The present invention could be implemented on a variety of hardware platforms;
With reference now to
Those of ordinary skill in the art will appreciate that the hardware in
In addition to being able to be implemented on a variety of hardware platforms, the present invention may be implemented in a variety of software environments. A typical operating system may be used to control program execution within each data processing system. For example, one device may run a Unix® operating system, while another device contains a simple Java® runtime environment. A representative computer platform may include a browser, which is a well known software application for accessing hypertext documents in a variety of formats, such as graphic files, word processing files, Extensible Markup Language (XML), Hypertext Markup Language (HTML), Handheld Device Markup Language (HDML), Wireless Markup Language (WML), and various other formats and types of files.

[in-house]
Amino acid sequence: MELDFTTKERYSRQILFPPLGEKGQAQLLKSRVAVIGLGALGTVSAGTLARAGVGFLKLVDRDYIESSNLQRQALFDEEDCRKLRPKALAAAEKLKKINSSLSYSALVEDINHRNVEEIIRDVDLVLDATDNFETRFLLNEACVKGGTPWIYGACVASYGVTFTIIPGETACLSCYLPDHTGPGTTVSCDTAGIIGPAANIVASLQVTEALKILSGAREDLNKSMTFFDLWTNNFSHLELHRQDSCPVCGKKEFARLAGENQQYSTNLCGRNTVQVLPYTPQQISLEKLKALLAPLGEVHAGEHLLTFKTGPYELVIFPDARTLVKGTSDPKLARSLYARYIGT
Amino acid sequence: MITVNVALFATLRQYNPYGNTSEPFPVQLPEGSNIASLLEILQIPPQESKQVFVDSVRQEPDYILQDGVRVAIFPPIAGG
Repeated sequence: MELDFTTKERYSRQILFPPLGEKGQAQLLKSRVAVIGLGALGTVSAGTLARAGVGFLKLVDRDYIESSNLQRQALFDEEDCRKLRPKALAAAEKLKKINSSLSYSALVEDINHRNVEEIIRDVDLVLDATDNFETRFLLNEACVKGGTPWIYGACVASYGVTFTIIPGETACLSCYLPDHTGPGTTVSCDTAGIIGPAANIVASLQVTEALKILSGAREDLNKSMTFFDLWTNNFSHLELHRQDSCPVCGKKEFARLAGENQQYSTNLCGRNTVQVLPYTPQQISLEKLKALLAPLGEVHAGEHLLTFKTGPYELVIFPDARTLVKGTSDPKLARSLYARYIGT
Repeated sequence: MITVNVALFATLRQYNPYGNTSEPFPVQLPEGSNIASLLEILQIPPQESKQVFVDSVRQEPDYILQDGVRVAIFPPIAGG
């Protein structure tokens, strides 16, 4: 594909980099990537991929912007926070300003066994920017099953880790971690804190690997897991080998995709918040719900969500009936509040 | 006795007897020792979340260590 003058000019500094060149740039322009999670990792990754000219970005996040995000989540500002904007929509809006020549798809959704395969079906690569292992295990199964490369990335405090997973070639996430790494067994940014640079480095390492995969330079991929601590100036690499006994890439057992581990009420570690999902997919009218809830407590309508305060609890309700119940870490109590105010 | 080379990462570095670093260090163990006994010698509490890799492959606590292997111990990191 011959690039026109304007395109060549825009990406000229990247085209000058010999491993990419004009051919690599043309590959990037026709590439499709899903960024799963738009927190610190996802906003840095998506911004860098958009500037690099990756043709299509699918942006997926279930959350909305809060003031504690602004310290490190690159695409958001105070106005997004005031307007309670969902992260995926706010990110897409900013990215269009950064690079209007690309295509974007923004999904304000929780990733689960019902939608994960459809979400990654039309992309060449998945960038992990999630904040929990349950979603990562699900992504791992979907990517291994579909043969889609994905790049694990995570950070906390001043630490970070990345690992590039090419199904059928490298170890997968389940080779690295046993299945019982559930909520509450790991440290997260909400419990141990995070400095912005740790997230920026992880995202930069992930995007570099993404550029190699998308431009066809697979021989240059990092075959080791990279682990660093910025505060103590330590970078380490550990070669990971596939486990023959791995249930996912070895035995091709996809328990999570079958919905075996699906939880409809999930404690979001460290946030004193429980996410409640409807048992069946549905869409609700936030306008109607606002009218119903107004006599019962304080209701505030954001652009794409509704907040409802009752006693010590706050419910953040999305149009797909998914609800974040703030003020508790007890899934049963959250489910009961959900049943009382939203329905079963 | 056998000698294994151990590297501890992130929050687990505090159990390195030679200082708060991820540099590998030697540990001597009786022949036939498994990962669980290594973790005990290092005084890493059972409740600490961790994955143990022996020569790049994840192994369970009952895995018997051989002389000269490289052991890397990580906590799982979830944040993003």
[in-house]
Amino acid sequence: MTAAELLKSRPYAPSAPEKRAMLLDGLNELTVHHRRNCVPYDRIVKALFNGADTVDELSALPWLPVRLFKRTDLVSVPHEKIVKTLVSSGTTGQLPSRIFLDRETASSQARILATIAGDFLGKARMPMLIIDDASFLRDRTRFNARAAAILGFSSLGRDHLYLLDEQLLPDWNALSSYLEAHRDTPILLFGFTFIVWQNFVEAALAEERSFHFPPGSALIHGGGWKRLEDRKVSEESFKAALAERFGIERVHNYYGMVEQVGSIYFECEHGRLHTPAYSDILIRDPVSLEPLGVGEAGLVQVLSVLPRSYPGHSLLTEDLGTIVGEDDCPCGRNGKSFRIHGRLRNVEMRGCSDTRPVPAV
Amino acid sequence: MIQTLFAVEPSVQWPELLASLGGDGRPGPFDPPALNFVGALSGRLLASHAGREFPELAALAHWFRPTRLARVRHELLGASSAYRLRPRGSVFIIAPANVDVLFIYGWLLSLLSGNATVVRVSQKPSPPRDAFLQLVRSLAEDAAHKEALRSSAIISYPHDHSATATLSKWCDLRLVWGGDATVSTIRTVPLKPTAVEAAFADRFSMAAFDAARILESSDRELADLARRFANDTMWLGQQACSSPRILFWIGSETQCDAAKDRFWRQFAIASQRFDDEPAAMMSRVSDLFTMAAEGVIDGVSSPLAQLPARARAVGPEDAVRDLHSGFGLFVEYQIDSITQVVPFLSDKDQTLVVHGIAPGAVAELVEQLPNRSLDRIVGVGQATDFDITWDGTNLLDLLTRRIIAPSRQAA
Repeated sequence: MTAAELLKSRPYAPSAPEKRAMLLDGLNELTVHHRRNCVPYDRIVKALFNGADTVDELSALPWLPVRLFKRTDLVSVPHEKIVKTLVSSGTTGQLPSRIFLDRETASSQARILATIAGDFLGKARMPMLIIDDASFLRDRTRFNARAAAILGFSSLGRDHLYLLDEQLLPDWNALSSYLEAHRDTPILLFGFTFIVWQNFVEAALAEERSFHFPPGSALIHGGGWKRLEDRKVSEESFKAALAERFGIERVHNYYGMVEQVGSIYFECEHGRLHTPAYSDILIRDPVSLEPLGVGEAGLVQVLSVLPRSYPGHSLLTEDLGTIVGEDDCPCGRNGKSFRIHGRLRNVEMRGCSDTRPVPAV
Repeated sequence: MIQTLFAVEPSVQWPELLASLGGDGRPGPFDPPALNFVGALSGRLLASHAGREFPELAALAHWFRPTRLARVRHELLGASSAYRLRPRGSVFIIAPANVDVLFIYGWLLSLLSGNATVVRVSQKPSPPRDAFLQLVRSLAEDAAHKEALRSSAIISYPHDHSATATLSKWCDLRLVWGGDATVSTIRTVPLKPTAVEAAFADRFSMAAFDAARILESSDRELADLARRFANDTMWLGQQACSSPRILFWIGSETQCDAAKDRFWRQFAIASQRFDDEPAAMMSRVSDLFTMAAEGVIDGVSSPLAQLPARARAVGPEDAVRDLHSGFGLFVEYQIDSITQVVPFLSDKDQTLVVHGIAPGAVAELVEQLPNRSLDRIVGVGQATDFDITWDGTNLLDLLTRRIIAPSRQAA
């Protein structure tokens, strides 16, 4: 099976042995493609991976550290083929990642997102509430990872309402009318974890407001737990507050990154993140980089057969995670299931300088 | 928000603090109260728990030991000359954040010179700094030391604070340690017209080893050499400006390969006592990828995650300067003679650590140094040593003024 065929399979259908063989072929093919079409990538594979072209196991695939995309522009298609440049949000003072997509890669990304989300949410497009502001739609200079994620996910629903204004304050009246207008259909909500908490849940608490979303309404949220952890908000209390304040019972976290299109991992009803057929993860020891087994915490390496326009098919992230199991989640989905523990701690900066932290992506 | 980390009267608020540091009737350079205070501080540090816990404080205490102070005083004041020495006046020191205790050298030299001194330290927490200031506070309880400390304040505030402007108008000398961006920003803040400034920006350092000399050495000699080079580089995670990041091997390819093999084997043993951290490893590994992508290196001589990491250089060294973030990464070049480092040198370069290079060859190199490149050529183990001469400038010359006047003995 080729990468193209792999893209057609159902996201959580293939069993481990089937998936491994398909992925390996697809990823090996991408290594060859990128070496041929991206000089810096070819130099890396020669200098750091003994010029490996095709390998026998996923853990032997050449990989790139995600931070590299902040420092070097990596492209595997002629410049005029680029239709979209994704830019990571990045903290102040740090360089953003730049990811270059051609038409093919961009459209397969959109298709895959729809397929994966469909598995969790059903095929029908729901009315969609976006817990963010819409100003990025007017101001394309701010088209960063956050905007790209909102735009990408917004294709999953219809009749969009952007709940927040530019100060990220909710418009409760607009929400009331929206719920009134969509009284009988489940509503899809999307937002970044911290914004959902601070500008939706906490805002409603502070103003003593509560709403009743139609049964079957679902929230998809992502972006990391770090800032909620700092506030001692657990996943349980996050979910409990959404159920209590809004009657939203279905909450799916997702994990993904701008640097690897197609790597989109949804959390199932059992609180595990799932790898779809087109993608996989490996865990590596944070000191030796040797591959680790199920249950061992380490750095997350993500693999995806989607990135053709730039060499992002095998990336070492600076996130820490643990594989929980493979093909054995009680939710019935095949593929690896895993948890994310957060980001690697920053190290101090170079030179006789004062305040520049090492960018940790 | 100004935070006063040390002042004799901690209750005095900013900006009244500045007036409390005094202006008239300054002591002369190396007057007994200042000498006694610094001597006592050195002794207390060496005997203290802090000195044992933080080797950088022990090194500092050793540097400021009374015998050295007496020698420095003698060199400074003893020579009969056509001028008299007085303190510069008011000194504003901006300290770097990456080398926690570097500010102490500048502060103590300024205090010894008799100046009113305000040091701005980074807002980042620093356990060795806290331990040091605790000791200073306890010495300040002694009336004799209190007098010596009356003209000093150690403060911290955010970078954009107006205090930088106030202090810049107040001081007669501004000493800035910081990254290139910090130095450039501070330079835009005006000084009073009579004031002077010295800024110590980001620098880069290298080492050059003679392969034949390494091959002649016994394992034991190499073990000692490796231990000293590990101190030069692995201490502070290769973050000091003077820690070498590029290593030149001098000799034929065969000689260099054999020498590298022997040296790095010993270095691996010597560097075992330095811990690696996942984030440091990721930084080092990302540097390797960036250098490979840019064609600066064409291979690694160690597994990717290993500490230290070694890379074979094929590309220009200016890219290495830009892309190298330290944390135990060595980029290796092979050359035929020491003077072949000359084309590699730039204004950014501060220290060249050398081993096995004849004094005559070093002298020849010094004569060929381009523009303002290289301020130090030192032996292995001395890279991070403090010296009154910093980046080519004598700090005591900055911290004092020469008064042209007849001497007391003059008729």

The present invention may be implemented on a variety of hardware and software platforms, as described above with respect to
Instant messaging is becoming a common form of communication in personal and business environments. As often occurs with a novel activity, new terminology has been created to assist people in efficiently discussing instant messaging. The act of initiating an instant messaging session with someone has been used as a verb, e.g., “to instant message” someone, or more succinctly, “to IM” someone. Given the difficulty of pronouncing the juxtaposed vowel sounds in “IM”, the term “to PM” someone has also become common, meaning “to personal message” someone. In the context of an instant messaging system, though, the act of initiating an instant messaging session with someone has also been termed “to call”someone in a manner similar to using the telephone to establish a communication session with a remote person.